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Wayne State University medical library debuts extensive exhibit on African-American history at School of Medicine

Installation is part of the school’s 150th anniversary celebration

January 30, 2018


Wayne State University medical library debuts extensive exhibit on  African-American history at School of Medicine

In observance of Black History Month, a new exhibit opening Feb. 1 at Wayne State University’s Shiffman Medical Library at 320 E. Canfield St. in Detroit will explore and celebrate the significant contributions of African-Americans to the university’s School of Medicine, which was founded in 1868 as the Detroit Medical College and graduated its first African-American student a year later.

“Warrior Medicine Turning Points: The Extraordinary Journey of African-American Men and Women in Detroit,” celebrates the important role of African-Americans in the school’s 150-year history. The exhibit, open to the public, will be displayed in the library’s common areas throughout the month of February.

The WSU School of Medicine was founded in 1868 by five Civil War veteran physicians. At the same time, the first medical school in the county that was open to all people, Howard University Medical Department, opened in Washington, D.C., under the direction of Civil War veteran and Commissioner of the Freedmen’s Bureau Gen. Oliver Howard. One year later, in 1869, the Detroit Medical College and Howard University graduated their first African-American physicians.

The library has hosted similar exhibits in honor of Black History Month for the last several years, each with a different theme.

Highlights include:

1875 -- Detroit Medical College, a forerunner of the School of Medicine, graduated its third African-American physician, John Cyrus Ferguson, M.D., the son of Joseph Ferguson, M.D., who graduated in 1869.

1888 -- Henry Fitzbutler, M.D., opened the first medical school in the United States owned and operated by African-Americans, the Louisville National Medical College. The son of an escaped slave, he completed his first year of medical training at the Detroit Medical College, the forerunner of the WSU School of Medicine.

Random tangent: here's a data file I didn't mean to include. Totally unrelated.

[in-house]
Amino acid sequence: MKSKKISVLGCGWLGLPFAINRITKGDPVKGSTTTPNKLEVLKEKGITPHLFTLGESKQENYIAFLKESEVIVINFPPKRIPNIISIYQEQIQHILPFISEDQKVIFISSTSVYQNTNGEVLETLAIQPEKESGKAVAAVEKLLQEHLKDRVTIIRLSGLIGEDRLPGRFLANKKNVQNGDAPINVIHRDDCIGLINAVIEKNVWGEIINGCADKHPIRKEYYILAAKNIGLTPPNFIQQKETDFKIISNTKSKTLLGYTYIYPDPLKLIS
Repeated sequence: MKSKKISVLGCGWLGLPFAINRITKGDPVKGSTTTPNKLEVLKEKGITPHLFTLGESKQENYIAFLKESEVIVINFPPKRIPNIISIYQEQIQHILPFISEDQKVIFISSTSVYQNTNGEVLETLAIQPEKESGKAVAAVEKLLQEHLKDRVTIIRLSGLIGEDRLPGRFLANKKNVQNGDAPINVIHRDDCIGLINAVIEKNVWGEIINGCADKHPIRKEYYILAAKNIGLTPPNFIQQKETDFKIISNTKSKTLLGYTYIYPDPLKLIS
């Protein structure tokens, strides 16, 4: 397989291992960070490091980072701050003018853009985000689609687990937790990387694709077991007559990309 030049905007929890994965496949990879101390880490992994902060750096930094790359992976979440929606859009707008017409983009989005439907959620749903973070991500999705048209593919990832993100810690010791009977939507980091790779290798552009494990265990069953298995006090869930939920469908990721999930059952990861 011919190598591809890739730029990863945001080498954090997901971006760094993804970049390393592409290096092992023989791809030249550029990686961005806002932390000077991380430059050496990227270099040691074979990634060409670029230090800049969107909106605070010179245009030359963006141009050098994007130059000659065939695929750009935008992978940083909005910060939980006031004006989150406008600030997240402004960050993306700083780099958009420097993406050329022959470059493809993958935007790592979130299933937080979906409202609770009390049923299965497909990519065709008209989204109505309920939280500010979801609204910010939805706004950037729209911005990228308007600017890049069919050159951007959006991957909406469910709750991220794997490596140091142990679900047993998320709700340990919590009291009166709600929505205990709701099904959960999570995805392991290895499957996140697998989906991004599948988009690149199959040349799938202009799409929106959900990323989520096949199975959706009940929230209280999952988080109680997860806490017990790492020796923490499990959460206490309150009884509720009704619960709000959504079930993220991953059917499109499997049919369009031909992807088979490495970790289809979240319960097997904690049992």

1925 -- Robert Greenidge, M.D., Class of 1915, is ordered out of a hospital because African-American physicians were not allowed to practice there. Dr. Greenidge went on to open three African-American hospitals in the city.

1926 -- Chester Cole Ames, M.D. (son of James Ames, M.D., founder of the Allied Medical Society and Dunbar Hospital), graduated from the Detroit College of Medicine and Surgery, another iteration of the School of Medicine of today. He was the first African-American to obtain an internship in Urology at a white hospital in Detroit, but he was never allowed on staff. He was Detroit’s first African-American intern, resident and member of the Wayne University medical faculty. He also co-founded three African-American hospitals in Detroit. He was never granted hospital privileges to practice his specialty.

1943 -- Marjorie Peebles-Meyers, M.D., graduated from Wayne University College of Medicine as the first African-American female physician. She also became the first African-American female resident and chief resident at Detroit Receiving Hospital and faculty member at Wayne State University.

1957 -- Barbara Stewart Anderson, M.D., graduated from the Wayne State University School of Medicine, making her the school’s second African-American female graduate. She became Hospital Associate System medical director of Detroit Medical Center University Laboratories and chief of Pathology at Detroit Receiving Hospital.

1969 -- The Black Medical Association, a student organization that continues today, was founded.

1989 -- Reach Out to Youth, an annual program to allow urban youth to explore the world of research and medicine, was founded by Carolyn King, M.D., (Class of 1993) and Don Tynes, M.D., (Class of 1995). The program continues to this day.

About Wayne State University School of Medicine

Founded 150 years ago, the Wayne State University School of Medicine educates more than 1,000 medical students annually in Midtown Detroit. In addition to undergraduate medical education, the school offers master’s degree, Ph.D. and M.D./Ph.D. programs in 14 areas of basic science to about 400 students annually.